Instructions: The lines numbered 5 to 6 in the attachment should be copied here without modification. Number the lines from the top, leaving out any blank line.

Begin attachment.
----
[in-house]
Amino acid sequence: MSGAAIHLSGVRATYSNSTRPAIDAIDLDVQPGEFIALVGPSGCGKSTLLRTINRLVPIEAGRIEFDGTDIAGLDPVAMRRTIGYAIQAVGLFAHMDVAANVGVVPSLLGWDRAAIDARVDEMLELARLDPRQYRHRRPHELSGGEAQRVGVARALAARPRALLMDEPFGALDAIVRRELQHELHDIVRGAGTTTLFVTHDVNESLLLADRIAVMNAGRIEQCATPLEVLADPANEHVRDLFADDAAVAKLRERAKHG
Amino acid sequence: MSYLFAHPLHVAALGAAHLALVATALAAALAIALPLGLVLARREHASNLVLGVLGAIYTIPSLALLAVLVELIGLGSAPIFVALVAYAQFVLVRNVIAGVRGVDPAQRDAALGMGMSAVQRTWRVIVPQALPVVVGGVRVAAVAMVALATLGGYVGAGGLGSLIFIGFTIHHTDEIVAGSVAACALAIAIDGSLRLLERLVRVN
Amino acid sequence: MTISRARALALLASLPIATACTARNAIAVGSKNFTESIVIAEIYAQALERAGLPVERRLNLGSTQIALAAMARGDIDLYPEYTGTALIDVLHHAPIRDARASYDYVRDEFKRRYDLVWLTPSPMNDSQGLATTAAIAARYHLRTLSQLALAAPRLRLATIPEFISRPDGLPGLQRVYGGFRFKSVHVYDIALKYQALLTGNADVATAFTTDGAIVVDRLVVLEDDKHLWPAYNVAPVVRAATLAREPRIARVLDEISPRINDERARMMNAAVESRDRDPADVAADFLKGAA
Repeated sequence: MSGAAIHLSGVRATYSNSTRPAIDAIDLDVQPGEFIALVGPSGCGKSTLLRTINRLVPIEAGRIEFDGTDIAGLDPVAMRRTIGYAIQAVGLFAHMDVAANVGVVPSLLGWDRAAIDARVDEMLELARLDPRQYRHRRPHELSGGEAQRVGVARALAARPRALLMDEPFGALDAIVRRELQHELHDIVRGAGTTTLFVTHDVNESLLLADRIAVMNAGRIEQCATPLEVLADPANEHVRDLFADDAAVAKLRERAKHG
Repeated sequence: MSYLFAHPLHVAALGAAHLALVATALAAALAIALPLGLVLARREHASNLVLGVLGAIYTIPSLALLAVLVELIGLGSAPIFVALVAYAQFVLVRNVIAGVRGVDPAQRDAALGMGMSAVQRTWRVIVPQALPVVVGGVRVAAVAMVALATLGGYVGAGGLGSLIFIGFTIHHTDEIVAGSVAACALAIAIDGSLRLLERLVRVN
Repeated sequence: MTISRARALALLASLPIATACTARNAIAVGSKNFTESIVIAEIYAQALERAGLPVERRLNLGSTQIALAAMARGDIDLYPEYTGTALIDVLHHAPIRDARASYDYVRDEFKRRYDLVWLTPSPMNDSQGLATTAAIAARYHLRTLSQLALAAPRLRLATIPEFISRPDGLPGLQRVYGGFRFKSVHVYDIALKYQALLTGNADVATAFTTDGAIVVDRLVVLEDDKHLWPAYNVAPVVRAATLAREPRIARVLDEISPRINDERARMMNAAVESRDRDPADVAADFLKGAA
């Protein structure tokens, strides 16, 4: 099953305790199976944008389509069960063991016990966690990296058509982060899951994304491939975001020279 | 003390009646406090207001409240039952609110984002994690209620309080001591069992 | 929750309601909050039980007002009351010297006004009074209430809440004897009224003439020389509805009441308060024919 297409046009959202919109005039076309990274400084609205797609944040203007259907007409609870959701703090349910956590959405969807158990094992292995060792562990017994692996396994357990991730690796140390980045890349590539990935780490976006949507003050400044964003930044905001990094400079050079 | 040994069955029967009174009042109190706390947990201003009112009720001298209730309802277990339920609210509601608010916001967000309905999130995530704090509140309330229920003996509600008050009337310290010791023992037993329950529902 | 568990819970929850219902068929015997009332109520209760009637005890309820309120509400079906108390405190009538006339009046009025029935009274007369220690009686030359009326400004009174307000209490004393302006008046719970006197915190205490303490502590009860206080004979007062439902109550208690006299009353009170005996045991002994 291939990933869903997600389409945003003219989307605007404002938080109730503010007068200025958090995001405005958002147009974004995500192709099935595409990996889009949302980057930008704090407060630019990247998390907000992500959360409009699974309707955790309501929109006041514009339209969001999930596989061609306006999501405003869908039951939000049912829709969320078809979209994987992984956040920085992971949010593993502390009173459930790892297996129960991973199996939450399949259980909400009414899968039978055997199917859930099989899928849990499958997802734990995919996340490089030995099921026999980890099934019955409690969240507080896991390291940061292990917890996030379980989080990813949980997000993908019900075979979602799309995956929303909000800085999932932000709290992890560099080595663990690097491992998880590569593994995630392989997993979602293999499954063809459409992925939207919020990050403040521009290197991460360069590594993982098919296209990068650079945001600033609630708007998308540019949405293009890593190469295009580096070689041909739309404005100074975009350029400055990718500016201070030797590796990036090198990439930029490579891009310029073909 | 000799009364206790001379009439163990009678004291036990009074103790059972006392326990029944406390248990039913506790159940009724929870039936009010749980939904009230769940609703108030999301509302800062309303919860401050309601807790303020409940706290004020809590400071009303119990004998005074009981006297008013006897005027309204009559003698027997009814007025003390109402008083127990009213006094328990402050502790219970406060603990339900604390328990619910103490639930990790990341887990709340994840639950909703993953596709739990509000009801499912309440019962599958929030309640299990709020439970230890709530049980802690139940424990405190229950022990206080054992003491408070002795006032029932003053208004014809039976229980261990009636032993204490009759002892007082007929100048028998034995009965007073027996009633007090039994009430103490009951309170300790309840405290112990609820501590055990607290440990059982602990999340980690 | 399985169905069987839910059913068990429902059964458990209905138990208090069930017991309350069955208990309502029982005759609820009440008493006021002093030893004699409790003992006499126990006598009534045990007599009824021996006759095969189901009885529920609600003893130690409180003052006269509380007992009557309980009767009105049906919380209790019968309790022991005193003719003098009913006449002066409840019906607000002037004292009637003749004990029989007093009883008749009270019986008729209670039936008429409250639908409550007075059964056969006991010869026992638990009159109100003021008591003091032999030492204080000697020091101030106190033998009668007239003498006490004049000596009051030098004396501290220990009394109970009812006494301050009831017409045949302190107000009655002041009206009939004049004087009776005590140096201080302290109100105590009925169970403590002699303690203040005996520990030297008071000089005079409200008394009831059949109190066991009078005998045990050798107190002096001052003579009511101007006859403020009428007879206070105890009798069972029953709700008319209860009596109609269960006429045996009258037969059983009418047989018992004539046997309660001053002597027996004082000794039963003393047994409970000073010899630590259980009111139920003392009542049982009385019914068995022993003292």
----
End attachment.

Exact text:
Repeated sequence: MSGAAIHLSGVRATYSNSTRPAIDAIDLDVQPGEFIALVGPSGCGKSTLLRTINRLVPIEAGRIEFDGTDIAGLDPVAMRRTIGYAIQAVGLFAHMDVAANVGVVPSLLGWDRAAIDARVDEMLELARLDPRQYRHRRPHELSGGEAQRVGVARALAARPRALLMDEPFGALDAIVRRELQHELHDIVRGAGTTTLFVTHDVNESLLLADRIAVMNAGRIEQCATPLEVLADPANEHVRDLFADDAAVAKLRERAKHG
Repeated sequence: MSYLFAHPLHVAALGAAHLALVATALAAALAIALPLGLVLARREHASNLVLGVLGAIYTIPSLALLAVLVELIGLGSAPIFVALVAYAQFVLVRNVIAGVRGVDPAQRDAALGMGMSAVQRTWRVIVPQALPVVVGGVRVAAVAMVALATLGGYVGAGGLGSLIFIGFTIHHTDEIVAGSVAACALAIAIDGSLRLLERLVRVN